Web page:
Tango dance music for practicing purposes
For practicing your tango steps a sufficient amount of tango music is freely available on the Internet:
- Internet radio stations providing tango music like Cienradios and RadioTango.
- Blogs like 'Tanda of the week' of DJ Antti Suniala, made audible through Spotify or Deezer. Previously, one could download Antti's tandas as MP3 for free, but nowadays that is no longer possible.
- Internet jukeboxes, but without coins, completely free.
- Music clips on YouTube like the one of Bahia Blanca by Carlos di Sarli (one of the most renowned composers in Argentine tango music). These days complete tanda collections can be found on Youtube.
For those who are searching for sheet music: check Todotango.
Argentine tango music played at a milonga
When you visit a milonga, you will notice that the music is played in blocks of 3 or 4 tracks. Such a block is called a tanda. The rhythms of the tracks within a tanda are similar: it's either tango, waltz (in 3/4 time) or up-beat milonga. At the end of a tanda there is an opportunity to invite a new dance partner for the next tanda. The usual pattern for tanda alternation is: 2 times tango, 1 time waltz, 2 times tango, 1 time milonga, etc. During the final hour of the milonga your DJ may insert a tanda with neotango music (rhythm within a neotango tanda may vary). Most of the music played at milongas is 'Epoca de Oro', music from the 'Golden Age' generally accepted as being from 1935 to 1955. Juan d'Arienzo more or less started the 'Golden Age' by reintroducing the dance beat and emphasizing rhythm over melody.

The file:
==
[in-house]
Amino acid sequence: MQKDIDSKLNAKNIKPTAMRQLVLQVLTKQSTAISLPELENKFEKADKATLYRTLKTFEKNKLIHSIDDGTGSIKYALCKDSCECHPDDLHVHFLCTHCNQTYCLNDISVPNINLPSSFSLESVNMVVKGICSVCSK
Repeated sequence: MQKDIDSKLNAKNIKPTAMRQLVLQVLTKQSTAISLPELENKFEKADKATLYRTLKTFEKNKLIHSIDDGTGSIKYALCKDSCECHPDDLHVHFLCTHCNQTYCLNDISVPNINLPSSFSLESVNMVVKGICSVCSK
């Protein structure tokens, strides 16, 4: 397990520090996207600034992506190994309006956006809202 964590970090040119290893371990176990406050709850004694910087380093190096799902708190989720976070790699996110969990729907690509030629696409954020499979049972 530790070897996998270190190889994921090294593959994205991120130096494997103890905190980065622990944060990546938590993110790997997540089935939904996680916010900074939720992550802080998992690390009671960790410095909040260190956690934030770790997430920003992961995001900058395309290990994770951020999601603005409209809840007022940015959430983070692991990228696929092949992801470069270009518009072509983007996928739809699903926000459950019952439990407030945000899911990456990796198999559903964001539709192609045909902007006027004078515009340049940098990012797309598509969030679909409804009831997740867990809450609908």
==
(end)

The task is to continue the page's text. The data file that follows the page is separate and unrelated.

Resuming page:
La Cumparsita, the most famous tango classic, is often played at the end of a milonga indicating that the dance event has come to an end. This tradition allows you to quickly respond by asking that special someone for the final dance of the evening.
The schedule is a combination of sheet music of La Cumparsita and the step diagram technique deployed by Taste4Tango. It shows when steps are to be taken according to the beat of the music.